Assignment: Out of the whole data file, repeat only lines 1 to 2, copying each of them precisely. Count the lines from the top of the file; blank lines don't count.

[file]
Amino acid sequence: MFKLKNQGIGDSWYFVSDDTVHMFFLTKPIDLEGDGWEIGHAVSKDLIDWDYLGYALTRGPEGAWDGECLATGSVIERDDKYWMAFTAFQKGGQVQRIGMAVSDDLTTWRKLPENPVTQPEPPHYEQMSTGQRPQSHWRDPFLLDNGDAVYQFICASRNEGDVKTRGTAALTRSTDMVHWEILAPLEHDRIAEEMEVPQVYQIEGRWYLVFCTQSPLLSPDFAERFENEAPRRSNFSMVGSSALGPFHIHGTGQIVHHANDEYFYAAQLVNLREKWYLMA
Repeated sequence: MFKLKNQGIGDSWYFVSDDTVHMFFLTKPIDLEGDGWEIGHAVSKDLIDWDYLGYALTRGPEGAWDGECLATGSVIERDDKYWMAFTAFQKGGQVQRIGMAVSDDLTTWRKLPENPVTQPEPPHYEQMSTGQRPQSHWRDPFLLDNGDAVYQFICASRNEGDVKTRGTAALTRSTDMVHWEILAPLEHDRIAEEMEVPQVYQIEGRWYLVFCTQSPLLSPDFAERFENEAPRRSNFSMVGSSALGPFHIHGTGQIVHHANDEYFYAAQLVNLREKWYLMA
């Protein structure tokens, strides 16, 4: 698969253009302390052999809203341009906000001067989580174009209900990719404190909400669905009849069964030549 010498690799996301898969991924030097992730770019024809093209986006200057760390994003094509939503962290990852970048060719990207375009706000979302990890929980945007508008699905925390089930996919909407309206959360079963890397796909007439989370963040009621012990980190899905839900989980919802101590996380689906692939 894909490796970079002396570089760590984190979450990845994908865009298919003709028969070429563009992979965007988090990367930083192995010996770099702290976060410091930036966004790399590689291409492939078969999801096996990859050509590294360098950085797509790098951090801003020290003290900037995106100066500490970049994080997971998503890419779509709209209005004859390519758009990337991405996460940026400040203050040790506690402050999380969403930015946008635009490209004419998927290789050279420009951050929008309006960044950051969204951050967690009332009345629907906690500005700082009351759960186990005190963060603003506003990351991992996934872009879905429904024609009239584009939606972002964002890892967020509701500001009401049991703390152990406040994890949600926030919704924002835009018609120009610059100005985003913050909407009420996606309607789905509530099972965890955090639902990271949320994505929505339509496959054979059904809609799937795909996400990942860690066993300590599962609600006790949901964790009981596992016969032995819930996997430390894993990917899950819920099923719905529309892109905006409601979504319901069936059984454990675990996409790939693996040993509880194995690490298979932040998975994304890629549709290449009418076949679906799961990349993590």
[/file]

Amino acid sequence: MFKLKNQGIGDSWYFVSDDTVHMFFLTKPIDLEGDGWEIGHAVSKDLIDWDYLGYALTRGPEGAWDGECLATGSVIERDDKYWMAFTAFQKGGQVQRIGMAVSDDLTTWRKLPENPVTQPEPPHYEQMSTGQRPQSHWRDPFLLDNGDAVYQFICASRNEGDVKTRGTAALTRSTDMVHWEILAPLEHDRIAEEMEVPQVYQIEGRWYLVFCTQSPLLSPDFAERFENEAPRRSNFSMVGSSALGPFHIHGTGQIVHHANDEYFYAAQLVNLREKWYLMA
Repeated sequence: MFKLKNQGIGDSWYFVSDDTVHMFFLTKPIDLEGDGWEIGHAVSKDLIDWDYLGYALTRGPEGAWDGECLATGSVIERDDKYWMAFTAFQKGGQVQRIGMAVSDDLTTWRKLPENPVTQPEPPHYEQMSTGQRPQSHWRDPFLLDNGDAVYQFICASRNEGDVKTRGTAALTRSTDMVHWEILAPLEHDRIAEEMEVPQVYQIEGRWYLVFCTQSPLLSPDFAERFENEAPRRSNFSMVGSSALGPFHIHGTGQIVHHANDEYFYAAQLVNLREKWYLMA